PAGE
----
Top Settlements

Hey—you might be taking that cruise after all! Well, sort of. Did you get a call? If so, you could be in the money, honey. This week Carnival, Norwegian, and Royal Caribbean Resort cruise lines, in conjunction with Resort Marketing Group (RMG), agreed to settle a Telephone Consumer protection Act (TCPA) class action lawsuit alleging they made illegal telemarketing calls to consumers offering promotions with those cruise lines.

The Carnival lawsuit was filed by plaintiff Philip Charvat who claims he received the pre-recorded cruise line telemarketing calls which allegedly offered promotions from Carnival, Norwegian, and Royal Caribbean cruise lines. He further claims that he never provided prior express written consent to receive these calls. Without his consent, the lawsuit alleges, the defendant’s cruise line telemarketing violated the TCPA.

According to the Carnival cruise settlement deal, a settlement fund worth between $7 million and $12.5 million will be created depending on the number of claims filed. This fund will cover payments to qualifying Class Members, an incentive award for Charvat, and other related costs.

Eligible class members include people who received pre-recorded telephone calls between July of 2009 and March of 2014 on their residential or cellular telephone lines initiated by RMG during which RMG offered a free cruise with Carnival, Royal Caribbean, or Norwegian cruise lines as a promotion.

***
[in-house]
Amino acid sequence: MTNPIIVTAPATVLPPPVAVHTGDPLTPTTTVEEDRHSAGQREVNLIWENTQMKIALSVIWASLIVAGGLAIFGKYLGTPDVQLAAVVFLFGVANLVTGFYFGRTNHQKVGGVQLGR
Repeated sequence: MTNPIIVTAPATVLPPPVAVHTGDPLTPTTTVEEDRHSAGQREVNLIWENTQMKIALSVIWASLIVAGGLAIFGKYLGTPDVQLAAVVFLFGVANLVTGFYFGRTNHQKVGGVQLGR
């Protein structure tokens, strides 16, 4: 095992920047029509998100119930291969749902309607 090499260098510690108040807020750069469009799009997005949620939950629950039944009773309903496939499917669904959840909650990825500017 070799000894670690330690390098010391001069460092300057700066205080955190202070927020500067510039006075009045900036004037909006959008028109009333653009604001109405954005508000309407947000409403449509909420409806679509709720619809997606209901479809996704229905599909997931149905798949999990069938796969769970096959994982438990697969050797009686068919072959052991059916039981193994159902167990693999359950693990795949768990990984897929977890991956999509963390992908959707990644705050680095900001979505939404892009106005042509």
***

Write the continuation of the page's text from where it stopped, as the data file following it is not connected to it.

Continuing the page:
The settlement agreement specifically limits Class Members to those persons whose phone numbers are listed in Resort Marketing Group’s database.

Eligible class members may receive a potential award of up to $900 per telephone number.

A final hearing is set for April 2018.

The case is Philip Charvat v. Resort Marketing Group Inc., et al., Case No. 1:12-cv-05746, in the U.S. District Court for the Northern District of Illinois.

Mylan may need a life-saving injection after this is over. The drug maker has agreed to pay $465 million to settle fraud claims that it underpaid rebates for the EpiPen, which amounts to stealing from the government federal authorities claimed. The EpiPen lawsuit, alleging violations of the False Claims Act, was possible due to Sanofi acting as a whistleblower by alerting the federal government to the scam.